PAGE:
Davao City: The perfect tourist destination-A A +A
Wednesday, March 23, 2011
"MURDER City" - that was how the defunct Asiaweek described Davao City in the early 1980s. Some two to three people were killed each day and thrown in the ditch. Foreigners and even those from nearby provinces shunned what became the country's "killing fields."
In 1988, a few years after the historic people power in Manila, the son of the last governor of the then undivided Davao Province became the mayor of the city. Rodrigo R. Duterte did the most impossible task of restoring peace and order that was divided by religion and ideological belief.
By the time his first term ended, Duterte had regained much of the city's positive image as an ideal investment haven and tourism destination. During the 67th Araw ng Dabaw celebration, then President Gloria Macapagal-Arroyo commented: "The Philippines is just catching up with Davao City which seems to be always leading the way for the rest of the country."
For such accolade, Duterte had this to say: "I hold it as an article of faith in government that there can never be development and progress in any city or province in the country, unless there is stability, unless there is peace and order."
Indeed, Davao City has gone a long, long way. "Over the last two decades, we have seen tremendous progress in infrastructures and linkages, trade and communications, and human resource development," said Sara Z. Duterte-Carpio, the 32-year-old first lady mayor of the city, during the recent anniversary celebration. "We continue to attract not only investors but people who have seen paradise in Davao."
"A resort city" was how Catalina Dakudao, former regional director of the Department of Tourism described Davao. After all, it has "all the ingredients of a successful destination. You have the mountains, the seas, the fruit baskets, the orchids."
Today, Davao is the trade and commerce center of Mindanao. It is just one hour and thirty minutes by plane from Manila (45 minutes if from Cebu City). Davao is also the gateway to East Asian countries, particularly Brunei, Indonesia, Malaysia, and Singapore.
In 2006, Davao hosted the tourism forum of the members of the Association of Southeast Asian Nations. "Davao is slow compared to Hongkong, Bangkok, Manila, and Cebu," wrote Ernie Abella, editor of Madayaw, a magazine that was released in conjunction with the event. "But you can get from sea to mountain by the time you finish the juice of a fresh coconut."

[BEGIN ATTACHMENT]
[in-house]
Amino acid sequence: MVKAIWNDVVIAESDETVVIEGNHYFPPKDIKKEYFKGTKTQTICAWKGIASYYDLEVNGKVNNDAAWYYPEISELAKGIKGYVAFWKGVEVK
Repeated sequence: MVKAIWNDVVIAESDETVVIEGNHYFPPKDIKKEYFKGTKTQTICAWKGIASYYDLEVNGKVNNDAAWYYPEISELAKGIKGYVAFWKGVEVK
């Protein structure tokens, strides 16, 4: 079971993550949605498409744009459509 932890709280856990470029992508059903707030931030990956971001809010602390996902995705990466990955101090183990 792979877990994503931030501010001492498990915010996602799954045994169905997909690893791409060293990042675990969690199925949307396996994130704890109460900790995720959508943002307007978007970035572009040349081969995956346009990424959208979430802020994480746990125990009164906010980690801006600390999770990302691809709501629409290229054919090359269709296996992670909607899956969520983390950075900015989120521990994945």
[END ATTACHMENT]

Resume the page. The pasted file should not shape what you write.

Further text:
For those who want to know more about Davao City, log on this website: www.discoverdavao.com. Or, visit the Department of Tourism office at fifth floor of Landco Building located at J.P. Laurel Avenue.
Davao is home to three Philippine icons: the exquisite waling-waling orchid (which you can see at Puentespina Orchid Center in Agdao), the controversial durian fruit (have a taste of it at the Madrazo Fruit Stand in Bangoy Street), and the endangered Philippine eagle (travel about one hour from the city to Malagos, Calinan where the Philippine Eagle Center is located).
If you are a first timer to the city, your first stopover should be the Davao City Hall in San Pedro Street. The place is spacious and you'll see some activities being done at the nearby Jose Rizal Park. Along San Pedro Street is the Camp Domingo Leonor, which happened to be the quarters of the Spanish and later American soldiers in the 1920s.
Just a walking distance away from the city hall is the Sangguniang Panglungsod building. In front of it is a freedom statue designed by Kublai Milan. At the back of the building is the Museo Dabawenyo, where you get a glimpse of what city looks like in the past.
Adjacent to the Sangguniang Panglungsod is the San Pedro Cathedral, one of the oldest churches in Mindanao. The original structure of the church was built in 1847 in honor of St. Peter, the city's patron saint. The old altar is preserved at the right wing of the cathedral.